Jean-Paul Sartre (June 21, 1905 - April 15, 1980) was a French existentialist philosopher, dramatist, novelist and critic.
Jean Paul SartreHis longtime companion was Simone de Beauvoir, whom he met at the École Normale Supérieure in 1929.
There were two main periods in his career. The first period was defined by his work Being and Nothingness. He believed in the fundamental freedom of human beings and reflected on what he saw as the unbearable nature of that freedom.
In the second major period in his career, Sartre was known as a politically engaged intellectual. He embraced Communism, though he never officially joined the Communist party. Sartre spent much of his life attempting to reconcile his existentialist ideas, which claimed that one must self-determine one's existence, with Communist principles, which taught that socioeconomic forces beyond one's control play a critical role in determining the course of one's life.
Nausea (La Nausée), 1938
The Wall (Le Mur), 1939
Being and Nothingness (L'Etre et le Néant), 1943
Existentialism and Humanism, 1946
Anti-Semite and Jew (Réflexions sur la question juive), 1943
Critique of Dialectical Reason (Critique de la raison dialectique)
No Exit (Huis-Clos), 1944
The Roads to Freedom (Les Chemins de la liberté) trilogy, comprising of:
The Age of Reason, 1945
The Reprieve, 1947
Iron in the Soul, 1949
The Words (les Mots), 1964 - autobiographical
The Flies, a play (Les Mouches), 1943
"Preface" to Frantz Fanon's The Wretched of the Earth
note: see the French version of this article for a more complete list of works
Sartre was awarded the Nobel Prize for Literature in 1964, but refused it.
He is buried in Cimetière du Montparnasse, in Paris, France. There were 50,000 people present at his funeral.
Sartre equals Satire
Some men, due to the gravity with which they carry themselves, lend themselves readily to satire. Sartre, with his somber manner and complex ideas, has become one of the most frequently lampooned writers in history; these parodies range from the erudite to the ridiculous.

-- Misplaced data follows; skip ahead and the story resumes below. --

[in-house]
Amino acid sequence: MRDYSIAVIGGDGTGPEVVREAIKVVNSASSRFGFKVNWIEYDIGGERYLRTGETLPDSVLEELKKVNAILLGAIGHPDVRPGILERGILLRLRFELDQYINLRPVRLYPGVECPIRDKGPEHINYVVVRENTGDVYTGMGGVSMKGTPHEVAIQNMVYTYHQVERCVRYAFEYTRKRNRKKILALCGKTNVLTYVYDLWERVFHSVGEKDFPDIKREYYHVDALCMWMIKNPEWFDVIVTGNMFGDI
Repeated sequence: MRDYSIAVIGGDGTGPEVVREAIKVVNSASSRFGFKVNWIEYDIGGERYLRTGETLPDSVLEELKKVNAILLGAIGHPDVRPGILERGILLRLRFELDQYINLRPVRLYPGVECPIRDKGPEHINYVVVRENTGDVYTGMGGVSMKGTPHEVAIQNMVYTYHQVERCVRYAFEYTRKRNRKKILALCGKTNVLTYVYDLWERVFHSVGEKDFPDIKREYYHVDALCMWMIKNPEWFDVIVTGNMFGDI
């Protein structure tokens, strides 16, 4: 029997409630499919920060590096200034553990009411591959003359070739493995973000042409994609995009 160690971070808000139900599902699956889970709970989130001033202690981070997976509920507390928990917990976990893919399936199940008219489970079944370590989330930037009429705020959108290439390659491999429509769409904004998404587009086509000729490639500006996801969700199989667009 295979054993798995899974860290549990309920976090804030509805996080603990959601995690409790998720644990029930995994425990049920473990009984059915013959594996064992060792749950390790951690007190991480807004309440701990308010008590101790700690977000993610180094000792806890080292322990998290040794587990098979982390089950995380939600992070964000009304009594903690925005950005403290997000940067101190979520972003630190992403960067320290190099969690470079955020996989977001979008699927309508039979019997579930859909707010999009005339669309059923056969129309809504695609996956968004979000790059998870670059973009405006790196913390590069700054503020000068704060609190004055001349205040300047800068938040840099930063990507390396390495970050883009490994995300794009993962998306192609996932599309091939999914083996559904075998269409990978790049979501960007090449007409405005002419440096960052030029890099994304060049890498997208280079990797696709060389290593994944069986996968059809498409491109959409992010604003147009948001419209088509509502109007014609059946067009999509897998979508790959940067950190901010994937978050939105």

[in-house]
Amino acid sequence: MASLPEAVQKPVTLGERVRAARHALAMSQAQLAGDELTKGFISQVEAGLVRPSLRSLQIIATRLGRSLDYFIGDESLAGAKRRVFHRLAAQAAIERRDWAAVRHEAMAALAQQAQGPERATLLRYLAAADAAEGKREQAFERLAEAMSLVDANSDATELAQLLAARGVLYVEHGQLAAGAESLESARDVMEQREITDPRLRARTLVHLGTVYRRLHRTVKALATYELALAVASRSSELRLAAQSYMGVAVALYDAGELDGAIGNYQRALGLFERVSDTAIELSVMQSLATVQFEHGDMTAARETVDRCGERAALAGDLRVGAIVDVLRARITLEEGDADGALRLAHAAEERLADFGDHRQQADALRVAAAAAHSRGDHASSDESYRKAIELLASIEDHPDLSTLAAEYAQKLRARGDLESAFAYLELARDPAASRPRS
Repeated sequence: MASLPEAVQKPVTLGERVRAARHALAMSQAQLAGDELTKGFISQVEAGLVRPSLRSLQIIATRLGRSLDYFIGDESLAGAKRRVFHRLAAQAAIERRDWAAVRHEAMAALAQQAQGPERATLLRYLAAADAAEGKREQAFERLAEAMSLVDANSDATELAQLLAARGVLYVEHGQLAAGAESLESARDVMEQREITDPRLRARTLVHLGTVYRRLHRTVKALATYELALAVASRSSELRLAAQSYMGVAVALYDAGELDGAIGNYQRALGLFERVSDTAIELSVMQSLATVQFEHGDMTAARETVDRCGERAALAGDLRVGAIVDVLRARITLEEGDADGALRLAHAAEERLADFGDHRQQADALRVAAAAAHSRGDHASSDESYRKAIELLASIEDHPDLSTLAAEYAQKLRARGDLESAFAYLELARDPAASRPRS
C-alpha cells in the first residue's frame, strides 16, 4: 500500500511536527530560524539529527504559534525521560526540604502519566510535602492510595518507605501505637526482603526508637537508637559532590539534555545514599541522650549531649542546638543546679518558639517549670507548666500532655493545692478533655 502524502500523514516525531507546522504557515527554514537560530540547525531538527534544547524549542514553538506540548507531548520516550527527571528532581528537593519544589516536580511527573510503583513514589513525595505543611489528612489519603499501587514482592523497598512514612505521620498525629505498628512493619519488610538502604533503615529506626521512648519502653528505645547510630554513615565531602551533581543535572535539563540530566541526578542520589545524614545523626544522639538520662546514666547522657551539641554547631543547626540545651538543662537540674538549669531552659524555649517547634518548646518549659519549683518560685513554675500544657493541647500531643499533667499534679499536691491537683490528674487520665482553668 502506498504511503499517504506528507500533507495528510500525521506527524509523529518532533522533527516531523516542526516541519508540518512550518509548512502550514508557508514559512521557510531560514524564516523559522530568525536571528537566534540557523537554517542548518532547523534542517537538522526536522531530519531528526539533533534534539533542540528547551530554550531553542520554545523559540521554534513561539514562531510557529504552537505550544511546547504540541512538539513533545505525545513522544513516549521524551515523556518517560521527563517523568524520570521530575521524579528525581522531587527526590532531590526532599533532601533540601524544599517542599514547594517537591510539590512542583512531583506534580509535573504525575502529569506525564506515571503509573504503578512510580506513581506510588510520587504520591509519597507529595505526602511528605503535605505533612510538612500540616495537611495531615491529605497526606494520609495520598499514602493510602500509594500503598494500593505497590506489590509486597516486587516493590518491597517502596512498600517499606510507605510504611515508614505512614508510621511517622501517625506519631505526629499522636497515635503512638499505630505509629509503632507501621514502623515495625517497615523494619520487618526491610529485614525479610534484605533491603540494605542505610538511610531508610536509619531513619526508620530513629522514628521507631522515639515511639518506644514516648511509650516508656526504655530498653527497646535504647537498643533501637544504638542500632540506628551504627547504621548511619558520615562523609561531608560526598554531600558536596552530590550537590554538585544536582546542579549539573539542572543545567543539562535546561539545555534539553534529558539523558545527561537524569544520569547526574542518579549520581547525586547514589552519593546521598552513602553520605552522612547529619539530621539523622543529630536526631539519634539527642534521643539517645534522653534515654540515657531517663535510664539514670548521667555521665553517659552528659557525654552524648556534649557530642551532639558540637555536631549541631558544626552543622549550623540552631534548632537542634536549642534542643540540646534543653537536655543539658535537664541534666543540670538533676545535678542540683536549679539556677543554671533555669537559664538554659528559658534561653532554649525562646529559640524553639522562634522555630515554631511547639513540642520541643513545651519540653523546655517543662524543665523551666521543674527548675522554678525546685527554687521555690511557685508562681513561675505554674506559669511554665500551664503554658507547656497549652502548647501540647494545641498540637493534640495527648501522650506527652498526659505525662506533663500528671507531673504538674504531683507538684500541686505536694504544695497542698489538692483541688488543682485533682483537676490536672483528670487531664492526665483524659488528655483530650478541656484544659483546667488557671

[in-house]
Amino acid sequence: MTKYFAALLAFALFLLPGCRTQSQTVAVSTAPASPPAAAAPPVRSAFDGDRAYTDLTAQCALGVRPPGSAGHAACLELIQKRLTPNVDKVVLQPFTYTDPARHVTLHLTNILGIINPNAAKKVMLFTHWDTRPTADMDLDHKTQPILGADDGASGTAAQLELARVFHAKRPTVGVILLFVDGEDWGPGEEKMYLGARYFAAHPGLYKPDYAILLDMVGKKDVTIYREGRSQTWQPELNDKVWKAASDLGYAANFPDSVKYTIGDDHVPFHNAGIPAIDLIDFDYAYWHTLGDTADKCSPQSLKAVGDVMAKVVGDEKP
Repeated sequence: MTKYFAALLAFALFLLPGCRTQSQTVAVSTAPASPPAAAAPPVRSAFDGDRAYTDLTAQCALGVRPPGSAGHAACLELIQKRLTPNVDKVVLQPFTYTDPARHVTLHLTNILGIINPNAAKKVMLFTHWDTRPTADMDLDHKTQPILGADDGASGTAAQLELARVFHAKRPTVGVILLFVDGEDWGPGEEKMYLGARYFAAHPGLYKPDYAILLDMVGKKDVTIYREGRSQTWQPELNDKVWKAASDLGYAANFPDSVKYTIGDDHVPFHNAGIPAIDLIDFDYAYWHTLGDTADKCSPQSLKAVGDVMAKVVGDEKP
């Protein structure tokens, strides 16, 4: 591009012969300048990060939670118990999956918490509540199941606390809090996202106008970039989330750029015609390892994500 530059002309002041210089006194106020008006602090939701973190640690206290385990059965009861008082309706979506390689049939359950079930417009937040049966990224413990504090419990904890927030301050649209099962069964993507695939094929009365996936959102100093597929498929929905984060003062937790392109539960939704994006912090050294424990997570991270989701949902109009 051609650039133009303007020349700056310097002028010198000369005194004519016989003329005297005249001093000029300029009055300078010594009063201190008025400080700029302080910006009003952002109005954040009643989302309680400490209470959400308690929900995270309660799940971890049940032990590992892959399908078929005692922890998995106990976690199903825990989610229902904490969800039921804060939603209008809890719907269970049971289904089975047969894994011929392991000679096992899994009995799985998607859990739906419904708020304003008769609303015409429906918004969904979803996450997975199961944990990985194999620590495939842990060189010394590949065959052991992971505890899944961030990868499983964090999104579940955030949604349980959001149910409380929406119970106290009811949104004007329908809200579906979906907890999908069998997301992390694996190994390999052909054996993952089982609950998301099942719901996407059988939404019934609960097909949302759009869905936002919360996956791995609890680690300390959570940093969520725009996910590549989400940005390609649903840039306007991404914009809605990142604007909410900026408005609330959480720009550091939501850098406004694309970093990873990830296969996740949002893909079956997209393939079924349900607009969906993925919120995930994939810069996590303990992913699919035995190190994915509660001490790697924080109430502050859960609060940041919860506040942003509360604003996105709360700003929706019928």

Here is a recipe for tuna casserole from the Jean-Paul Sartre Cookbook:
"Place the casserole dish in a cold oven. Place a chair facing the oven and sit in it forever. Think about how hungry you are. When night falls, do not turn on the light."
And here is a sketch entitled "Mrs. Premise and Mrs. Conclusion visit Jean-Paul Sartre," from episode 27 of Monty Python's Flying Circus.
Mrs Premise: Coo-ee! Jean-Paul? Jean-Paul! It's only us. Oh pardon ... c'est m'me nous...(They enter. We do not see Jean-Paul although we hear his voice.)
Mrs Premise: Jean-Paul. Your famous trilogy Rues i Liberte, is it an allegory of man's search for commitment?
Mrs Premise: I told you so.
Mrs Conclusion: Oh coitus.
And a line from an apocryphal Star Trek episode:
"I am Sartre of Borg. Your existence is futile."
Arguably, however, the greatest spoof of Sartre is Sartre himself. The stereotypical Frenchmen is disgusted by all things that do not meet his exacting standards of high culture; Sartre takes this to an unintentionally comedic extreme in Nausea by introducing a man who is revolted by the entire universe. In fact, given a bad French accent and a properly horrified demeanor, merely reading the book aloud can elicit laughter.
Heiner Wittmann. L'esthétique de Sartre. Artistes et intellectuels, traduit de l'allemand par N. Weitemeier et J. Yacar, Éditions L'Harmattan (Collection L'ouverture philosophique), Paris 2001.
H. Wittmann, Sartre und die Kunst. Die Porträtstudien von Tintoretto bis Flaubert, Gunter Narr Verlag, Tübingen 1996.